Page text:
• A managerial employee’s reliance upon another employee for policy advice and personnel recommendations does not, standing alone, render the employee confidential.[158]
  • Access to sensitive information, such as financial data, personnel records, or medical records and audits, without more, does not necessarily make an employee confidential.[159]
  • Occasionally substituting for an absent employee and performing confidential functions does not make the employee confidential.[160]

d. Independent Contractors

Independent contractors are not employees. However, there is a rebuttable presumption that individuals are employees where they perform a service for a public employer for compensation.[161] The presumption can be rebutted by evidence that the employer does not retain control over the worker. [162] The CERB looks at:

  • Duties of the worker;
  • The type of supervision the worker receives;
  • The method in which the worker is paid; and
  • The manner in which they are treated by the employer.[163]

The CERB considers individuals compensated from the Commonwealth’s “03” account on a case-by-case basis.[164]


[144] Cf. Bristol County Sheriff’s Office, 35 MLC 149 (2009) (Sheriff’s appointment of canine officers as deputy chiefs did not preclude them from coverage under the Law).

[145] Cf. Commonwealth of Massachusetts, 7 MLC 1740 (1981) (CERB concludes that “armorers,” which are essentially civilian janitors and custodians, are employees within the meaning of the Law because M.G.L. c. 33, § 4 defines “militia” as enlisted personnel).

[146] Cf. Chapter 110, Section 269(b) of the Acts of 1993 (certain employees transferred from the Department of Labor and Industries to the Office of the Attorney General are considered public employees within the meaning of Section 1 of the Law); Commonwealth of Massachusetts/Office of the Attorney General, 26 MLC 139 (2000).

[147] Wellesley School Committee, 1 MLC 1389 (1975), aff’d sub nom., School Committee of Wellesley v. Labor Relations Commission, 376 Mass. 112 (1978); In the Matter of the Board of Trustees of the University of Massachusetts, 37 MLC 67 (2010).

[148] Id.

[149] Local 888, Service Employees International Union, 33 MLC 47 (2006); Town of Plainville, 18 MLC 1001 (1991).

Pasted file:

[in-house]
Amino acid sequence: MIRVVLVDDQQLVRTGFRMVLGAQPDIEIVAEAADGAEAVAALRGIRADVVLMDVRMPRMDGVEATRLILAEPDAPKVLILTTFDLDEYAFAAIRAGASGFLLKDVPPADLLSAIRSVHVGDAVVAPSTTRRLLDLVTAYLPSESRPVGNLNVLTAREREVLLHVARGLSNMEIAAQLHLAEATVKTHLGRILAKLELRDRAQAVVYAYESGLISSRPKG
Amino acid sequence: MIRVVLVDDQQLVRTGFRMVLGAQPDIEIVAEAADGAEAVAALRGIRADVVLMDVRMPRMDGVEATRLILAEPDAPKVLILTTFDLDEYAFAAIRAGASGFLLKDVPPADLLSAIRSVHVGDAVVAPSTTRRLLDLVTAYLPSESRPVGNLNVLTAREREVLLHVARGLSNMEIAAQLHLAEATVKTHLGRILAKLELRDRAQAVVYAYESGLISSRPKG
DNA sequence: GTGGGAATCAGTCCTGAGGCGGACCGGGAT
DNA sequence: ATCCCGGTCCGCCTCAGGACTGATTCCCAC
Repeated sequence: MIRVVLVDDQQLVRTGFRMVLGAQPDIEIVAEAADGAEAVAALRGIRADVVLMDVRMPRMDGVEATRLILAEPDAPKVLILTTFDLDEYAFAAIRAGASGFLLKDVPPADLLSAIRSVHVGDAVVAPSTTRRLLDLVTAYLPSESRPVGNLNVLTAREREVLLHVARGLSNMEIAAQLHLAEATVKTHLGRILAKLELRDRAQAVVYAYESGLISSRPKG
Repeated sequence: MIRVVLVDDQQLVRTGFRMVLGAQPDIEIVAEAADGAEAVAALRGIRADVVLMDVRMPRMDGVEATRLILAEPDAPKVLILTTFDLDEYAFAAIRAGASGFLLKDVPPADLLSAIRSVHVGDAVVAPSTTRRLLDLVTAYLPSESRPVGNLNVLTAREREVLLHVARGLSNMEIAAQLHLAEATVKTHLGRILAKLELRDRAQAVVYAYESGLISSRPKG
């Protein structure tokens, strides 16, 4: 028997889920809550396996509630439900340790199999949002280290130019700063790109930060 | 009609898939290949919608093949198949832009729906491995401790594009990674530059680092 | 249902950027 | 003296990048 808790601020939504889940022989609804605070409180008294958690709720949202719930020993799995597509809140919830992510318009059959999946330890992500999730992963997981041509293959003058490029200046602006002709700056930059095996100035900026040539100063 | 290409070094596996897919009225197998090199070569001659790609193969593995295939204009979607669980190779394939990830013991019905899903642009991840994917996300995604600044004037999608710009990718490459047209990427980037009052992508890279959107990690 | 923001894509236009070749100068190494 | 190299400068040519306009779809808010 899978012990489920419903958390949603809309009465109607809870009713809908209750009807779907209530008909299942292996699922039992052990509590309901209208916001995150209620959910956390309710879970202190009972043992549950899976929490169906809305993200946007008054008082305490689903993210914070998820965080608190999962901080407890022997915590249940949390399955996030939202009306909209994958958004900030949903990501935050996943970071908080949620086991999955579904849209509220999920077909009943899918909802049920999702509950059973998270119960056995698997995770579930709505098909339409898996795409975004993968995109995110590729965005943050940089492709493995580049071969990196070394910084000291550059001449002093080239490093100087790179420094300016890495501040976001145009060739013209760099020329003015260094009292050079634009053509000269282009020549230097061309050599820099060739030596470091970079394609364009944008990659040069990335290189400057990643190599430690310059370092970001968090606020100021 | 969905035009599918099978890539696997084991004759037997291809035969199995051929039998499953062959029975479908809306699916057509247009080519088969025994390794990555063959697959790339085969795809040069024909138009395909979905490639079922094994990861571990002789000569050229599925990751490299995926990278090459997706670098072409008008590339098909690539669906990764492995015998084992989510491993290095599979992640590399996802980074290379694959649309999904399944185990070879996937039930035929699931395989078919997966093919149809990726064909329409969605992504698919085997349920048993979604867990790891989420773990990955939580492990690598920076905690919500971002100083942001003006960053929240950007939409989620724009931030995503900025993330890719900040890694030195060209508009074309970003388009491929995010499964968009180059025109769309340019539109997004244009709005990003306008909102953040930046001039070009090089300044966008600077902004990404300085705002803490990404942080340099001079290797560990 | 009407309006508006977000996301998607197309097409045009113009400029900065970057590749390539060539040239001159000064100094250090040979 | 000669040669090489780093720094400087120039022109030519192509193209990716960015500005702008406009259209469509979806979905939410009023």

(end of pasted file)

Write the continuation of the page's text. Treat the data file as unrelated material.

[150] Wellesley School Committee, 1 MLC 1389 (1975), aff’d sub nom., School Committee of Wellesley v. Labor Relations Commission, 376 Mass. 112 (1978); 33 MLC 47 (2006).

[151] Town of Easton, 31 MLC 132 (2005).

[152] Town of Agawam, 13 MLC 1364 (1986).

[153] Barnstable County, 26 MLC 183 (2000).

[154] Id.

[155] Board of Trustees (UMass Dartmouth), 39 MLC 275 (2013).

[156] Town of Greenfield, 32 MLC 133 (2006).

[157] Town of Tyngsborough, 38 MLC 140 (2011).

[158] University of Massachusetts, 3 MLC 1179 (1976).

[159] Wellesley School Committee, 1 MLC 1389 (1975), aff’d sub nom., School Committee of Wellesley v. Labor Relations Commission, 376 Mass. 112 (1978); Springfield Housing Authority, 36 MLC 61 (2009) (Computer IT technicians non-routine access to sensitive labor materials did not make them confidential employees).

[160] Town of Wellfleet, 11 MLC 1238 (1984).

[161] University of Massachusetts, 32 MLC 58 (2005).

[162] Id.

[163] Board of Regents, 11 MLC 1486 (1985).

[164] Id.

4. Employee Organization

The Law defines an employee organization as “any lawful association, organization, federation, council, or labor union, the membership of which includes public employees, and assists its members to improve their wages, hours, and conditions of employment.” The definition is purposely broad and does not require any specific kind of organizational structure.[165] The DLR considers whether the organization:

  • Assists the public employees in improving their wages, hours, and conditions of employment;
  • Is able to adequately and independently represent employees in those concerns; and
  • Is not the product of employer domination or control.[166]


[165] Commonwealth of Massachusetts (Unit 6), 10 MLC 1554 (1984).

[166] Franklin County Sheriff’s Office, 36 MLC 125 (2010).